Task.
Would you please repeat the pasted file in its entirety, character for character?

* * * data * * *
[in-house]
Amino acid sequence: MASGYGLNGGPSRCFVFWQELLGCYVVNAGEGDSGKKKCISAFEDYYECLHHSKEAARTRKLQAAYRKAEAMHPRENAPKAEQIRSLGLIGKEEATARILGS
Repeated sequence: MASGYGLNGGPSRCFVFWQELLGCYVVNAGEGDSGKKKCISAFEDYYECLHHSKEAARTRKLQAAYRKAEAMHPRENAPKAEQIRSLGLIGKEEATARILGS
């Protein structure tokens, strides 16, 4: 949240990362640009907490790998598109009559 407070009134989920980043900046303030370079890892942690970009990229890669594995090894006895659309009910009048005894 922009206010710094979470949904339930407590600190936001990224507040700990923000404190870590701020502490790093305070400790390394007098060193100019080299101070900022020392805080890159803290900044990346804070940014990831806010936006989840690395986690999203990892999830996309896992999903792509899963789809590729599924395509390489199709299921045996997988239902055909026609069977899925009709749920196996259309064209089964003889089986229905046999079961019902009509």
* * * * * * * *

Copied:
[in-house]
Amino acid sequence: MASGYGLNGGPSRCFVFWQELLGCYVVNAGEGDSGKKKCISAFEDYYECLHHSKEAARTRKLQAAYRKAEAMHPRENAPKAEQIRSLGLIGKEEATARILGS
Repeated sequence: MASGYGLNGGPSRCFVFWQELLGCYVVNAGEGDSGKKKCISAFEDYYECLHHSKEAARTRKLQAAYRKAEAMHPRENAPKAEQIRSLGLIGKEEATARILGS
């Protein structure tokens, strides 16, 4: 949240990362640009907490790998598109009559 407070009134989920980043900046303030370079890892942690970009990229890669594995090894006895659309009910009048005894 922009206010710094979470949904339930407590600190936001990224507040700990923000404190870590701020502490790093305070400790390394007098060193100019080299101070900022020392805080890159803290900044990346804070940014990831806010936006989840690395986690999203990892999830996309896992999903792509899963789809590729599924395509390489199709299921045996997988239902055909026609069977899925009709749920196996259309064209089964003889089986229905046999079961019902009509």